So if morals are emotionally driven, and the Right is driven by a wider set of morals, then the Right is inherently driven more by emotion. This makes a lot of sense. If you consider all the attempts to justify the existence of the LGBT community by the Left using facts and logic, they very rarely make any kind of impact on the Right. That’s because it’s not facts or logic driving the Right’s perspective: it’s disgust. They see LGBT people as degrading society. Same with drugs, same with sex work; pretty much all the things we might consider vice, the Right thinks is gross. That’s why they don’t want to find ways to live with these things, like through tolerance or harm reduction, they just want to get rid of them. If you saw a spider next to your plate at dinner time, you wouldn’t want to find a way to live harmoniously with that spider while you ate your meal, you would need to get rid of it. That’s the attitude the Right takes toward human beings with lifestyles alien to their own. It’s disgust. It’s emotional. It’s not driven by reason.

Maybe it would be more appealing if we knew for a fact that the spider identified as the gender it was assigned at birth

Same thing with authority. The Left isn’t actually against the idea of authority. Mikhail Bakunin, one of the founders of modern anarchism and thus not a huge proponent of authority as it is traditionally understood, said, “When it is a question of boots, I refer the matter to the authority of the cobbler; when it is a question of houses, canals, or railroads, I consult that of the architect or engineer. For each special area of knowledge I speak to the appropriate expert. But I allow neither the cobbler nor the architect nor the scientist to impose upon me. I listen to them freely and with all the respect merited by their intelligence, their character, their knowledge, reserving always my incontestable right of criticism and verification.” It’s the difference between Anthony Fauci and Donald Trump during the worst of the Covid-19 pandemic. Americans on the Left listened to Fauci because he had decades of experience in public health and immunology. Fauci himself as a person was irrelevant – it could have been anyone saying what he was saying; the experience and expertise were what mattered. The Right listened to Donald Trump because he was their leader, a moral trait he leaned into hard. Whenever he got anything wrong, it was forgiven because emotional reverence supersedes worldly concerns. Not to say that Anthony Fauci is infallible, or that the experts can’t get it wrong, it’s just that the motivation for the Left to respect an authority isn’t as emotionally driven as it is for the Right. The Left doesn’t have the same moral component to their respect for authority, therefore they also lack the emotional component.

So, if the Right is far and away more emotional than the Left, why does the myth of their stoic resolve win in almost every instance? Why is there bipartisan agreement that the Left is a bunch of whiny babies? I don’t have a concrete answer, but my personal theory is that emotions have a branding problem. When we think of emotions, we think of a woman crying or throwing a hissy fit. We don’t think of a manly anger (likely masking a fear), or a righteous indignation, or a social disgust – we think of girly girls who can’t handle a hard reality. The perceived stoicism of the Right is driven by essentially an anti-feminist hyper-masculinity that demands a numbness to the things the Left might care about. When men get angry enough to punch a wall, that’s not being emotional – that’s being tough. When the Right thinks two dudes holding hands is gross, that’s not emotional, that’s Godly. The Right can’t be emotional because emotions are for girls, and the Left has already claimed feminism. The Left embraces this divide because it’s like, “Heck yeah! Emotions! We’re girly feminists who cry sometimes and that’s empowering!”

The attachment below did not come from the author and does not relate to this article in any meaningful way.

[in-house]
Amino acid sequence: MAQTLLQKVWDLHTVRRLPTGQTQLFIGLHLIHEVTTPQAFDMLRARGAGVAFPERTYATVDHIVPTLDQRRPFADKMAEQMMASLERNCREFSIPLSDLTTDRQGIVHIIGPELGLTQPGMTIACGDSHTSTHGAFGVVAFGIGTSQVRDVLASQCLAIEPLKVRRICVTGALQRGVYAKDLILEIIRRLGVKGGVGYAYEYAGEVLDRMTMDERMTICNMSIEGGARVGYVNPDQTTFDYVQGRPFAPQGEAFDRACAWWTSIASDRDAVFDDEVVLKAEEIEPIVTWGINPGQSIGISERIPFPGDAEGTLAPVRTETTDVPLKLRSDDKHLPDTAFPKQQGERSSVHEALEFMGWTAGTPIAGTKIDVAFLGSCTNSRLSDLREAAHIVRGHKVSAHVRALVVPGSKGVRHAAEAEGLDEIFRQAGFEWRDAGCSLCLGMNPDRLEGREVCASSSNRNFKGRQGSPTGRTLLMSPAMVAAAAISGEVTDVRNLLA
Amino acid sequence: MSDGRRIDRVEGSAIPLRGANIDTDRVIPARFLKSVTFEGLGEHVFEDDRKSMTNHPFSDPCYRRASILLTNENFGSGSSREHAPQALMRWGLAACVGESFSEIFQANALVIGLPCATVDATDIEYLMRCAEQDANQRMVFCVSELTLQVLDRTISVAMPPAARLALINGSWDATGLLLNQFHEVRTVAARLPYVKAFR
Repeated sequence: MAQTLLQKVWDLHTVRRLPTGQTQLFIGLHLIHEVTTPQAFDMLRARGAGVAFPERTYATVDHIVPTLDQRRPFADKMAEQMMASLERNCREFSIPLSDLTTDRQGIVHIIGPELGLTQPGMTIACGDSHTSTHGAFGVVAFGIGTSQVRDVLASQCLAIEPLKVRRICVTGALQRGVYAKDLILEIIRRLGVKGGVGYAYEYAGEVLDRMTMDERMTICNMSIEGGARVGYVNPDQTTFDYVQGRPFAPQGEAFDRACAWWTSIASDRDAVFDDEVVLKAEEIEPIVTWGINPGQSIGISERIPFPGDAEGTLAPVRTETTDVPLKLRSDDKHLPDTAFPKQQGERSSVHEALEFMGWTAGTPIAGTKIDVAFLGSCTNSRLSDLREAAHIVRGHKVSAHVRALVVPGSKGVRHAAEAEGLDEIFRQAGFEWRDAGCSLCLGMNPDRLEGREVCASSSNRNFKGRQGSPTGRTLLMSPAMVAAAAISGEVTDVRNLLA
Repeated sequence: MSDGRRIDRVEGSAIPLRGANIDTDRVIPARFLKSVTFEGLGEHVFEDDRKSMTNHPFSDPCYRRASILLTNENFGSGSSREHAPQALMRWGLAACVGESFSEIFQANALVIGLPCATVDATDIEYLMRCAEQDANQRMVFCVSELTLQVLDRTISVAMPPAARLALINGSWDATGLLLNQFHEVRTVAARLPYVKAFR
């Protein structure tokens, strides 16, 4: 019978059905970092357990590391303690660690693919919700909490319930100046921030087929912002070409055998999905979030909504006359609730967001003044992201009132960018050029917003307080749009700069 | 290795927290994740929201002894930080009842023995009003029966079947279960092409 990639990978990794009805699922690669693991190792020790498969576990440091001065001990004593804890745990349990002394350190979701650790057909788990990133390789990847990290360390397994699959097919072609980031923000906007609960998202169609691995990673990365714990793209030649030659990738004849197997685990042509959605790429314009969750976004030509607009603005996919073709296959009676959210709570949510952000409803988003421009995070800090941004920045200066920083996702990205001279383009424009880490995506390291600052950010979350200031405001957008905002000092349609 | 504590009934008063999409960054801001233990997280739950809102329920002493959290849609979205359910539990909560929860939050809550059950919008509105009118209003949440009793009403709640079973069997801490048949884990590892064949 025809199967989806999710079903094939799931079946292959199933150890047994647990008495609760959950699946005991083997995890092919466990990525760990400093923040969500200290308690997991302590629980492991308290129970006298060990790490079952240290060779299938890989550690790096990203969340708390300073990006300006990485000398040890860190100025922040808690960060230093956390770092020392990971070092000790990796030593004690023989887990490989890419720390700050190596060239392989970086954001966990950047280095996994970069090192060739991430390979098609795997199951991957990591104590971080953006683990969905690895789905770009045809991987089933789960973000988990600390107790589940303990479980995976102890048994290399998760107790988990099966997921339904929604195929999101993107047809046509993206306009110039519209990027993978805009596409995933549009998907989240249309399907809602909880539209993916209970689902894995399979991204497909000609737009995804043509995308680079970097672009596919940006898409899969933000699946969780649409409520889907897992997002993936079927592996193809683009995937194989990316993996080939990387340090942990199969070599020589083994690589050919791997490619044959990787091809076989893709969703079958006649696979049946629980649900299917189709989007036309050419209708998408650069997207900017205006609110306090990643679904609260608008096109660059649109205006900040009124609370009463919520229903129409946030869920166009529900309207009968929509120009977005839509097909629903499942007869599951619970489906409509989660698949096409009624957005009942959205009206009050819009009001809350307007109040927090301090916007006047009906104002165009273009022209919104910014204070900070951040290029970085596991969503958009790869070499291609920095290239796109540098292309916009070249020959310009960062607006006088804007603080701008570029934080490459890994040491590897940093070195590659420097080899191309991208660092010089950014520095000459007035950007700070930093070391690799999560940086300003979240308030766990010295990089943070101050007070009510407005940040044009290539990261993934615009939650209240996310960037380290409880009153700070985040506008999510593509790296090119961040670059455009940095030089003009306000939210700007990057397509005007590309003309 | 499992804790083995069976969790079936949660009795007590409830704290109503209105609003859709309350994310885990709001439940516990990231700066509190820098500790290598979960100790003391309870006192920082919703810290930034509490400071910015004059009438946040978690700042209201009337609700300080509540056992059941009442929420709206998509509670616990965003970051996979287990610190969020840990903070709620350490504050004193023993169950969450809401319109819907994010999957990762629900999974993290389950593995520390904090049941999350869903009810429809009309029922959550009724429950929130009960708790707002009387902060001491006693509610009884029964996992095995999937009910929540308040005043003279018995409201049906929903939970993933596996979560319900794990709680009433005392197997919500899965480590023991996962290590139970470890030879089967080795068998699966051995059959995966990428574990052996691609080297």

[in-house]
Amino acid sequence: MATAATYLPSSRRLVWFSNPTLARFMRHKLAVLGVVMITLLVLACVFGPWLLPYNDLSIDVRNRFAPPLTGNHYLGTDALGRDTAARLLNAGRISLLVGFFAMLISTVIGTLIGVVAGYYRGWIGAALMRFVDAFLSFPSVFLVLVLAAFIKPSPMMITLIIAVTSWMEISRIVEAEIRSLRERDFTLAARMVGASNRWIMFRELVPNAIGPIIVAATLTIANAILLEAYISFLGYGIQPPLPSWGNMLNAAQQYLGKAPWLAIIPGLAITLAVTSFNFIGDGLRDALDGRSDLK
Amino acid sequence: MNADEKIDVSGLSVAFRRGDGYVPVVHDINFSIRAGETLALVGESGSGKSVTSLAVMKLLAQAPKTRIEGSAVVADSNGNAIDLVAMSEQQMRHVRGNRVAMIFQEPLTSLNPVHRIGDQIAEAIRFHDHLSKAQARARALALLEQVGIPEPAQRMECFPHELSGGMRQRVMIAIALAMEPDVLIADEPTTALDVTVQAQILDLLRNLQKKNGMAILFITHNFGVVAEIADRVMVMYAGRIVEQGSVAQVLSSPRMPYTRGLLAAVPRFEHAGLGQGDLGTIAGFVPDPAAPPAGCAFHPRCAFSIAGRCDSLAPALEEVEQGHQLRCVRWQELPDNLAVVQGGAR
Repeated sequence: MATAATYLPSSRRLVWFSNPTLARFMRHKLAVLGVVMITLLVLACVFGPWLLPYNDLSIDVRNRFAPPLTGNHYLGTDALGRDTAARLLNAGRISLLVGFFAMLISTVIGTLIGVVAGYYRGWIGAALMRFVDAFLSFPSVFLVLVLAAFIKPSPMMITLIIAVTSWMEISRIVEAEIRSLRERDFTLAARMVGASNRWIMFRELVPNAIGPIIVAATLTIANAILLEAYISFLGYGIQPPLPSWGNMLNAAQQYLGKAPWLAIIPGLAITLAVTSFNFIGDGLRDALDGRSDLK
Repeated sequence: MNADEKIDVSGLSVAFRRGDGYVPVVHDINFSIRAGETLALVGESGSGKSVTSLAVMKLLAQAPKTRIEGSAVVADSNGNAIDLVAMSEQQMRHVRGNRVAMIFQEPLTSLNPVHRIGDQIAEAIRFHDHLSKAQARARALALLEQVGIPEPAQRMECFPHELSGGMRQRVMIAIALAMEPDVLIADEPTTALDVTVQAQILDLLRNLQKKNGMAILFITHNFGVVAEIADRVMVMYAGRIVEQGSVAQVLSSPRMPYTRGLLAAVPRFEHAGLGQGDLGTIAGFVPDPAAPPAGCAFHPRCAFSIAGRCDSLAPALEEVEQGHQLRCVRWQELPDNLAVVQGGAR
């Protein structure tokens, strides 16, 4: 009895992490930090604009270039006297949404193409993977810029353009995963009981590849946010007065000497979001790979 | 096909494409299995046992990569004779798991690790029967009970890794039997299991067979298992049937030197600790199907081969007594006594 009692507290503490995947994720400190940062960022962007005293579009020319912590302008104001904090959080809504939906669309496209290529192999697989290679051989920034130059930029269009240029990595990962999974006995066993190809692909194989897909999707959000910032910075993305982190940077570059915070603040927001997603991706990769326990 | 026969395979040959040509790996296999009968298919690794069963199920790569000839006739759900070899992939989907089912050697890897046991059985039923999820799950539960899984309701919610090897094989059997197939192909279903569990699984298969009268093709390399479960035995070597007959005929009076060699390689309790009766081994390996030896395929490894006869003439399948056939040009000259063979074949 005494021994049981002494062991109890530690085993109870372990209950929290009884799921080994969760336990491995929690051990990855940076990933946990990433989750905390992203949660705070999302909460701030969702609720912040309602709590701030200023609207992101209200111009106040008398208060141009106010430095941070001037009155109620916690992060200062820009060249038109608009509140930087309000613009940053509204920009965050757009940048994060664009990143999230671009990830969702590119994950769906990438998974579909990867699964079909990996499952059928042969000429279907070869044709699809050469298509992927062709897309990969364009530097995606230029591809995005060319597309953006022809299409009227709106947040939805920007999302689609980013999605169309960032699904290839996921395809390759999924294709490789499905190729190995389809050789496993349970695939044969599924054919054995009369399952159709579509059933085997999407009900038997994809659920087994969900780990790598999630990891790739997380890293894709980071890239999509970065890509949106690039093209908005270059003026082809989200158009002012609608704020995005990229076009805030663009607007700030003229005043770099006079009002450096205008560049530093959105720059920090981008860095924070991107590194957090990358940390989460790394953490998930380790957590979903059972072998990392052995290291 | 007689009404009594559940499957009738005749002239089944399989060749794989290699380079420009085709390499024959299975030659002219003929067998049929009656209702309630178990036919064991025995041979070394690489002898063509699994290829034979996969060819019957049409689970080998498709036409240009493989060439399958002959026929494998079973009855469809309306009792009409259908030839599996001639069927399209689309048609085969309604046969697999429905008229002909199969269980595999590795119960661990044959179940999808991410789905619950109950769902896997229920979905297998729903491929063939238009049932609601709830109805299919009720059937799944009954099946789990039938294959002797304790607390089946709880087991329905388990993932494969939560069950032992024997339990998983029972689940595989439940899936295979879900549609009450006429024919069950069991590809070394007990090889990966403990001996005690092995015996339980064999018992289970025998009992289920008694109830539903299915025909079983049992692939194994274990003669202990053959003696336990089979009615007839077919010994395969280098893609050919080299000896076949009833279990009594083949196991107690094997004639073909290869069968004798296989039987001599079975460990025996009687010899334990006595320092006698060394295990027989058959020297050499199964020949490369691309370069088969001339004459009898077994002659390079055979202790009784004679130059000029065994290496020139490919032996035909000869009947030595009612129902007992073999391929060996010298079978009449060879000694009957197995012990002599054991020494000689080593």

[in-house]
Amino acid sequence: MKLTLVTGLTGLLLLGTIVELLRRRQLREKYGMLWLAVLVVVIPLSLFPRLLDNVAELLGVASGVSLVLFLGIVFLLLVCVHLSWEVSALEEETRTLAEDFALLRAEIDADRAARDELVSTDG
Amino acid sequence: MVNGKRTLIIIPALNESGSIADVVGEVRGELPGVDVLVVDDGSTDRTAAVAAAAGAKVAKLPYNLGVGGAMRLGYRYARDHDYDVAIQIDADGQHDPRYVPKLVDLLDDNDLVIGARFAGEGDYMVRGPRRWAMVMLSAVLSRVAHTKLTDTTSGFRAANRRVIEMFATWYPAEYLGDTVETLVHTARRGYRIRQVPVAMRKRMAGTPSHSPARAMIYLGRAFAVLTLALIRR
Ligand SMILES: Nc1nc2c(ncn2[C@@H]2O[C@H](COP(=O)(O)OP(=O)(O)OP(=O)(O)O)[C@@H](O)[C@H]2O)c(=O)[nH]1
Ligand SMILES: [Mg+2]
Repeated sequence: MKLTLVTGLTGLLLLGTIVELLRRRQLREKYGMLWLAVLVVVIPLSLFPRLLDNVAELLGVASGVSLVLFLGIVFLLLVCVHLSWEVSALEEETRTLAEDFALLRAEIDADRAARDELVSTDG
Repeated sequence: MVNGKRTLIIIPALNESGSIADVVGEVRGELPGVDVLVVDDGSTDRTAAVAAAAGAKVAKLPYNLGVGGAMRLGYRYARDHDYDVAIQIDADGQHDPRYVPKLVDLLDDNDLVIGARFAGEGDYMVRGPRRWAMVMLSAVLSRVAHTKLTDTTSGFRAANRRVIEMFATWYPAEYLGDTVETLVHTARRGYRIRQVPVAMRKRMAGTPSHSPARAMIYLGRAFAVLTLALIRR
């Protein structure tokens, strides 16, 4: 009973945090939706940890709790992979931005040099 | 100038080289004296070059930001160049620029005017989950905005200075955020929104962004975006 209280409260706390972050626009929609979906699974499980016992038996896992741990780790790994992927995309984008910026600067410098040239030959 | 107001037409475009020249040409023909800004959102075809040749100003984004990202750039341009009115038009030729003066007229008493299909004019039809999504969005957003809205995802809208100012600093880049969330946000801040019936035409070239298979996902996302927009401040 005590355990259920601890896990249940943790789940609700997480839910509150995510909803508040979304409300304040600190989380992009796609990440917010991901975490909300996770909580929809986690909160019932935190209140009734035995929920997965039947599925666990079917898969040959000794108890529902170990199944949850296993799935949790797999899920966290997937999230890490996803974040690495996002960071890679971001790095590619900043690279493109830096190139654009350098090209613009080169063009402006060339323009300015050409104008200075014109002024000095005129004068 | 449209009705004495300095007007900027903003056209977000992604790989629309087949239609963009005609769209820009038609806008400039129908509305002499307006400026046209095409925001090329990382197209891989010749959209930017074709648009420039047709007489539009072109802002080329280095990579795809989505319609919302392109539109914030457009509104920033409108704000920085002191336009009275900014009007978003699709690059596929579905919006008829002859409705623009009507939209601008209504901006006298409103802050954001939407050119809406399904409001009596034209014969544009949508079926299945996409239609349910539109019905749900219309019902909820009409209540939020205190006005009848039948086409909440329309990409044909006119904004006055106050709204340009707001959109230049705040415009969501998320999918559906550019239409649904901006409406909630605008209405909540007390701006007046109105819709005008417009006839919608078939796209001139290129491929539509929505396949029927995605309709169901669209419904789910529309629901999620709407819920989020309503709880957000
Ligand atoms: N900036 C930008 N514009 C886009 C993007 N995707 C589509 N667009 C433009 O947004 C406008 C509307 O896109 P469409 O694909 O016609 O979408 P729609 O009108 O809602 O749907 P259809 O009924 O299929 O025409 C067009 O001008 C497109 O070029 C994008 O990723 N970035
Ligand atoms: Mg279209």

This must be that Critical Race Theory that everyone keeps talking about

So how do we rectify a situation where the political ideology that is actually the more rational denies that categorization in favour of leaning into the Bleeding Heart narrative? How do we convince another political ideology that has severed itself from any perception of emotional “weakness” that most of its talking points are actually based on those same emotions they’re trying to hide from? We need to be honest about our emotions, and have a greater understanding of how emotions are infused into many areas of our lives that we might not fully understand. And also, that it’s okay to have emotions! You can think gay sex is gross – I promise you, you won’t be canceled. Just don’t have gay sex! It’s easier than you think! But it becomes a lot harder to justify moral impositions on society when we know that those morals are only grounded in our wholly subjective emotional responses. If I think salmon is gross, how monstrous would I be to make sure no one is ever allowed to eat salmon again? As for the bizarre hypocrisy of the Left? I dunno man, the Left is just weird.

The Wire came out during a time when television producers realized that they could make shows that were actually good in a meaningful way. The Sopranos sparked a golden age of television, and The Wire was hot on its heels to become arguably the best television show of all time.

I recently rewatched the series from start to finish, and genuinely found it better the second time. The slowness of season two was more compelling because I saw it in a wider context than I had my first time through. Season five is still hot garbage, but the overarching narrative throughout the show more than makes up for it.

The final season of The Sopranos didn’t exactly do much better. I’m still waiting for the Golden Age of Series Finales.